BY REV. CORY L. KEMP |
As you read these words we are experiencing the Winter Solstice, the day every year that holds the most darkness and the least light. It is no surprise that so much of our Advent journey is about remembering and beckoning the Light into our lives as we await the birth of Christ.
Sometimes that Light is easy and familiar, like Christmas tree decorations, Moravian Stars and Advent wreaths.
Unpacking these, organizing them and putting them in their proper places is an effort that requires time, patience and a willingness to adjust to them like beloved, long-term guests. But we like this stuff, right? It’s beautiful, nostalgic and poignantly nurtures us with memories and hopes all at once.
Sometimes that Light challenges us.
What makes you anxious or even downright scared? Is there a way for you to allow the Light to turn its beacon of hope or courage toward your fear to diminish it, perhaps even heal it? Is there something you avoid doing because you don’t think you’re good at it? Could you find another way, maybe with a little more strength at the ready, to try the task again? Turning your own attention to something is also a way of shedding light on it, looking at it differently, and at yourself differently.
Sometimes the Light illuminates us, makes us shine in ways we never imagined.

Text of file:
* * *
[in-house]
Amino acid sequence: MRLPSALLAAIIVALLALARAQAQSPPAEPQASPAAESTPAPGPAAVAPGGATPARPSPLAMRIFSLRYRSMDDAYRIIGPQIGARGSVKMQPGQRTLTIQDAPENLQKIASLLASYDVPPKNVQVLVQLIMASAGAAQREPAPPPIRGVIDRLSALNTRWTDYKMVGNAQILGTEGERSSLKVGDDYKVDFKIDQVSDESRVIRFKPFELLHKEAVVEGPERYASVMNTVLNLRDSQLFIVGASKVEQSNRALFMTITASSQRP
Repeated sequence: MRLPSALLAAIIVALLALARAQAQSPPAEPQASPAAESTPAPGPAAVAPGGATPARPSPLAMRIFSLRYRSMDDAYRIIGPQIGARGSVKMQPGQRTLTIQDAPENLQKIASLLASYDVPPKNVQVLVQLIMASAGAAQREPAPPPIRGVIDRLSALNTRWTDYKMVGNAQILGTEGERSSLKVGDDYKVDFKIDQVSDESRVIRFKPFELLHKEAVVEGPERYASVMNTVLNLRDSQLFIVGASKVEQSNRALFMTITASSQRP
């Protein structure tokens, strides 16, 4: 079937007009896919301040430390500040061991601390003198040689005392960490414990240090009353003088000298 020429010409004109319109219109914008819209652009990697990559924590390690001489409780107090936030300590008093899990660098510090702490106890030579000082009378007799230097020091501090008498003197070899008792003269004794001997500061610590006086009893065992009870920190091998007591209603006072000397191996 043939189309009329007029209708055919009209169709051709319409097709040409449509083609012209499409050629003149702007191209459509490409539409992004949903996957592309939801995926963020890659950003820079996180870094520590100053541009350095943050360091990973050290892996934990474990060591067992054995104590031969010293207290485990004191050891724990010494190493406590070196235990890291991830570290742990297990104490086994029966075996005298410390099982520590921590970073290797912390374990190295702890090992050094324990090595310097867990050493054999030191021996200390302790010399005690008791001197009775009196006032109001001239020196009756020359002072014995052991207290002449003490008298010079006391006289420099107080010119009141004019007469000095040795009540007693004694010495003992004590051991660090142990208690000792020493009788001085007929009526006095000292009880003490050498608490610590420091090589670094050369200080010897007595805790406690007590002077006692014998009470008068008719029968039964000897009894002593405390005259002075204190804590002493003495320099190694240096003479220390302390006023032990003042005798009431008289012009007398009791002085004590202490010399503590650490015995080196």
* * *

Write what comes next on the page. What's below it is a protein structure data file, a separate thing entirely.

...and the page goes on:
In Matthew’s account of Jesus’ birth, Joseph does not initially present as much more than a decent guy willing to part ways with Mary and move on.
“But just when he had resolved to do this, an angel of the Lord appeared to him in a dream and said, ‘Joseph, son of David, do not be afraid to take Mary as your wife, for the child conceived in her is from the Holy Spirit. She will bear a son, and you are to name him Jesus, for he will save his people from their sins.’ All this took place to fulfill what had been spoken by the Lord through the prophet: ’Look, the virgin shall conceive and bear a son, and they shall name him Emmanuel, which means, ‘God is with us.’ When Joseph awoke from sleep, he did as the angel of the Lord commanded him; he took her as his wife, but had no marital relations with her until she had borne a son; and he named him Jesus.” (Matthew 1:20-25)
Sometimes the Light guides us.
Shepherds and Wise ones experienced the Light of the first Christmas, from angels and stars, and from the New Occupant of the manger they visited that night. Sailors have used the stars for navigational purposes for as long as we know. You and I pay attention to the scriptures, God’s still small voice within us and observe spiritual clues all around us in our everyday lives, knowing God is at work and pointing us in the right direction. God is always illuminating our paths so we may see and take the next right step.
And always, the Light welcomes us, embraces us, and loves us, even when we feel the deepest darkness in our hearts, minds and souls. God is love, God is Light, and in that are miracles born.
About the Author
The Rev. Cory L. Kemp is founder and faith mentor with Broad Plains Faith Coaching. Cory, employing her signature Handcrafted Faith program, supports ordained and lay women leaders in visualizing, understanding and strengthening their beliefs, so that they may know, love and serve God and their communities with generosity, wisdom, and joy.